In his 1999 book, The Dignity of Legislation, Jeremy Waldron offered a deliberately idealized picture of the process of legislation to compete with the idealized pictures of judging that one typically encounters in academic jurisprudence, and to serve as an antidote to the cynical view of legislatures as nothing but places in which log-rolling, deal-making, and the pursuit of special interest prevail. As the title suggests, Waldron aims to develop an account of legislation that explains its dignity, that is, that says why this form of lawmaking commands respect.
I am not wholly sold on Waldron's affirmative project (and I am not at all sold on his negative project, i.e., his spirited critique of judicial review), but I do think that his view serves as a useful counterpoint to the "public choice" view of legislation. To his theoretical exegesis we might add that particular, public-spirited legislators serve as counter-examples to the public-choice model. I would venture that most elected officials spend at least some of their energy pursuing the public good as they understand it. (Not all, I admit.) And some legislators are primarily interested in serving the public good.
It is, of course, natural for politicians to praise a fallen colleague, even one with whom they disagreed on matters of policy. But I regard the nearly universal esteem in which Senator Kennedy was held by the end of his long Senate career as something more: The other Senators had genuine affection for him. Now such affection might have nothing to do with public-spiritedness. A politician concerned only about holding and exercising power, or worse, about rewarding his friends and punishing his enemies, could, nonetheless, be personally popular if he were friendly, jovial, and charming at a personal level. Kennedy may well have been all of those things, but there can be little doubt that he was more. He served those many years in the Senate because he genuinely believed in the causes he championed.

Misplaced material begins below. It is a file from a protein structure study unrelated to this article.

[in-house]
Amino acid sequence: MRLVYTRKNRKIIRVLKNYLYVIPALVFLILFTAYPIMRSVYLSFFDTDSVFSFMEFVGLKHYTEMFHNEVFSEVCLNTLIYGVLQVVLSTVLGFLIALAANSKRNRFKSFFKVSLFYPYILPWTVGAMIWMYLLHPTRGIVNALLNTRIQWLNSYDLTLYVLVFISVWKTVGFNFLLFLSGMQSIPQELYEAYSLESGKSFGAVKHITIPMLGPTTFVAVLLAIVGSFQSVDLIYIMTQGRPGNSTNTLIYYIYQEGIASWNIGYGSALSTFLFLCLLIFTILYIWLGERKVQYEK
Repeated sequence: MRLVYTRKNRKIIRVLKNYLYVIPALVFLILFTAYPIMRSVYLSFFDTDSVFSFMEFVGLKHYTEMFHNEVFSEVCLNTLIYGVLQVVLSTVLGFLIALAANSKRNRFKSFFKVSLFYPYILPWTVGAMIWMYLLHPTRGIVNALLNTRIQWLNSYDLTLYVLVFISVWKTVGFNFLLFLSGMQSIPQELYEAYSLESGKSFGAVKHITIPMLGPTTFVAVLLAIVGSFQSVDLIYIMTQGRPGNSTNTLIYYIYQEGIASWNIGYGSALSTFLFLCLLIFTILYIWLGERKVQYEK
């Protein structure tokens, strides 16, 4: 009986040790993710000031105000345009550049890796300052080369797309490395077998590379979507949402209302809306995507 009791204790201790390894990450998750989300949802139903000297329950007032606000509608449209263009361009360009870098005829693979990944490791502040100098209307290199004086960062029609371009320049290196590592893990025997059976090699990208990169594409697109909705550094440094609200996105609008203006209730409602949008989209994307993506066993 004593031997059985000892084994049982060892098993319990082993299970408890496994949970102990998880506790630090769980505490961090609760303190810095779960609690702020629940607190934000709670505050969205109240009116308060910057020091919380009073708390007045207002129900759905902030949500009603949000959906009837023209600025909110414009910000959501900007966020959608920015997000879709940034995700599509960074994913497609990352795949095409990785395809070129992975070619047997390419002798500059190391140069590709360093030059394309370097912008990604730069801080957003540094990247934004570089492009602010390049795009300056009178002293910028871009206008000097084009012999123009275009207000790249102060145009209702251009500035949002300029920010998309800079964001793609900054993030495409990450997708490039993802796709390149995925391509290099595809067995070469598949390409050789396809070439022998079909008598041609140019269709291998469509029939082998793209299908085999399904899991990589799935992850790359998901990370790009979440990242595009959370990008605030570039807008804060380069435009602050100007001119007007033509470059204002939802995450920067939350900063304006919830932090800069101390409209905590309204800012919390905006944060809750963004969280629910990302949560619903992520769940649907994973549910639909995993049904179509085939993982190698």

None of this is to deny that there is a certain undemocratic character to the relation between the Kennedy family and political power. Noblesse oblige assumes noblesse, an uncomfortable concept given our national commitment to democracy. At the same time, however, society benefits when the well-off use their money, energy, and influence to advance the causes of the less fortunate. The charge of limousine liberalism has thus always struck me as misdirection. It directs anger at those who advance humane policies that work to their own financial disadvantage, rather than at those who can avoid the charge of hypocrisy only by pursuing their narrowly defined self-interest to the detriment of the greater good.
Posted by Mike Dorf